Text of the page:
Hunt, Sally Ann (1997) An investigation into patterns of interaction in small teaching groups at Rhodes University, with particular emphasis on the effect of gender, mother-tongue and educational background. Masters thesis, Rhodes University.
The assumption underlying this study is that knowledge is constructed through interaction. Small teaching groups, or tutorials, are often regarded as a particularly effective context for learning in the setting of tertiary education in that they provide an environment for free interaction between students, and thus facilitate active learning. Factors which systematically affect the degree of participation of the individual in tutorIals -directly affect the learning experience of that individual and raise questions about the equality achieved in tutorials, in terms of opportunities for learning. This study focuses on one such type of factor: culturally acquired norms of interaction. The individual is seen as a composite of cultural identities, utilising norms acquired through socialisation and experience in appropriate contexts. Previous research has demonstrated that gendered norms of interaction and those associated with the individual's mother-tongue are particularly salient. In the educational context, norms acquired through previous experience of education are likely to be carried over to the new setting of the university. Thus these factors form the focus of this study. One flrst-year tutorial from each of five departments in the Faculties of Arts and Social Science at Rhodes University, Grahamstown, was video-recorded and the data thus obtained was analyzed for patterns of interaction in terms of gender, mother-tongue and educational background. A model of utterance types was developed to provide a structured description of the patterns found in the tutorials. Interviews and video-sessions with a sample of the tutorial members were conducted, which add a qualitative dimension to the investigation and allow for triangulation. The recorded tutorials and interviews reveal a marked awareness amongst students of the composition of tutorial groups in terms of gender and ethnicity and this composition appears to affect the relative participation of students, in that members of numerically dominant groups are more willing to participate. This is particularly clear in the case of female students. With regard to second-language (L2) speakers of English, a number of factors are highlighted which tend to decrease participation. Apart from problems with English as the medium of instruction, these students tend to be reluctant to participate due to cultural norms, according to which students, as subordinates, should not take the initiative in interaction, in order to show appropriate respect. Patterns of interaction by L2 students from racially integrated schools, however, do not conform to this set of norms as strongly. It is argued that sensitivity is required to address this situation and a number of options are presented.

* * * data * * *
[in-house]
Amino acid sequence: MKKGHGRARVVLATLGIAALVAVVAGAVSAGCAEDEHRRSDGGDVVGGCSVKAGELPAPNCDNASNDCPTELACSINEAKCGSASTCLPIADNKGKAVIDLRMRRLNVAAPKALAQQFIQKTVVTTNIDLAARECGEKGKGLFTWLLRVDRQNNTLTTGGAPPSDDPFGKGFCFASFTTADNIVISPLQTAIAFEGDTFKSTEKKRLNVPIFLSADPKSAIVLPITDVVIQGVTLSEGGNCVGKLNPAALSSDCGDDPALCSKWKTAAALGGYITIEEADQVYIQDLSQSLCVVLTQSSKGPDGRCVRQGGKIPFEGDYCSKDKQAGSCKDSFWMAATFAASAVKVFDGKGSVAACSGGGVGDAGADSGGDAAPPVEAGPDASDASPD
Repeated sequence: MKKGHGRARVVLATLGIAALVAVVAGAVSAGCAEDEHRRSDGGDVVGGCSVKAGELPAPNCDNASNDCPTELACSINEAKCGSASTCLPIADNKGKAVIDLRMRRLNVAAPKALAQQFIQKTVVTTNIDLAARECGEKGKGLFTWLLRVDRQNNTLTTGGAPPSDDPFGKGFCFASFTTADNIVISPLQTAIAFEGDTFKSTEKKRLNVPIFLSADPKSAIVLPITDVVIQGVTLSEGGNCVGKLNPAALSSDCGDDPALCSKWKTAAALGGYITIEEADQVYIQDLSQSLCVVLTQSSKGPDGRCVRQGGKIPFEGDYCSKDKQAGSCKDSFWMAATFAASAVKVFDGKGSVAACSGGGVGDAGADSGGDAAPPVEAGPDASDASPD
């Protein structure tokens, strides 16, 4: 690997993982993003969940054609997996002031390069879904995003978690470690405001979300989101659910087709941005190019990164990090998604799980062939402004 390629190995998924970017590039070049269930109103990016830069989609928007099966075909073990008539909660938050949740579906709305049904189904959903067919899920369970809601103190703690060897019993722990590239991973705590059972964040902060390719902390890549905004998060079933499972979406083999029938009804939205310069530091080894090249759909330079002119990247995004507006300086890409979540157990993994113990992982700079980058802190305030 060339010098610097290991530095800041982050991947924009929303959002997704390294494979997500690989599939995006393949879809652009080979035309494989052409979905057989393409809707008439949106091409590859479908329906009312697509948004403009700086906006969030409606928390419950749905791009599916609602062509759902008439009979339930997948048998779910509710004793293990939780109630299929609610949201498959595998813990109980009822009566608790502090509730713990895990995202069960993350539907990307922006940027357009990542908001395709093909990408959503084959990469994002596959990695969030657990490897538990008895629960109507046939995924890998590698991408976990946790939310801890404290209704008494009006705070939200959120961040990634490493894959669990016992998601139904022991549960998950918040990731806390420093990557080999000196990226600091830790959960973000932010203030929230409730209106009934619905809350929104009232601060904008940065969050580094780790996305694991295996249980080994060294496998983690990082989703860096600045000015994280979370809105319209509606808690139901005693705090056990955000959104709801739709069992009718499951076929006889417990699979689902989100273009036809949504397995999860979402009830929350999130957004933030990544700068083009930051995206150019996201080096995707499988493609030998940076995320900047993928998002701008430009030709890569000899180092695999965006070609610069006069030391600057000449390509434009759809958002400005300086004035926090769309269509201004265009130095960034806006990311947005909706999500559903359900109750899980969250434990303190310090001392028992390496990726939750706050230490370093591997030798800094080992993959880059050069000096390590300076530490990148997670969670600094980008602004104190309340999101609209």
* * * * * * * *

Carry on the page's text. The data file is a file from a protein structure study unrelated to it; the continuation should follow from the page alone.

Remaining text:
|Item Type:||Thesis (Masters)|
|Uncontrolled Keywords:||Knowledge, Interaction, Learning, Tutorials, Participation, Culture, Cultural norms, Gender, Mother-tongue, Rhodes University, Grahamstown, South Africa, Educational background, Ethnicity, English|
|Subjects:||L Education > LB Theory and practice of education > LB2300 Higher Education|
P Language and Literature > P Philology. Linguistics
P Language and Literature > PE English
|Divisions:||Faculty > Faculty of Humanities > English Language and Linguistics|
|Supervisors:||De Klerk, Vivian and Gough, David and Barkhuizen, Gary|
|Deposited By:||Philip Clarke|
|Deposited On:||22 Oct 2012 06:24|
|Last Modified:||20 Sep 2013 07:31|
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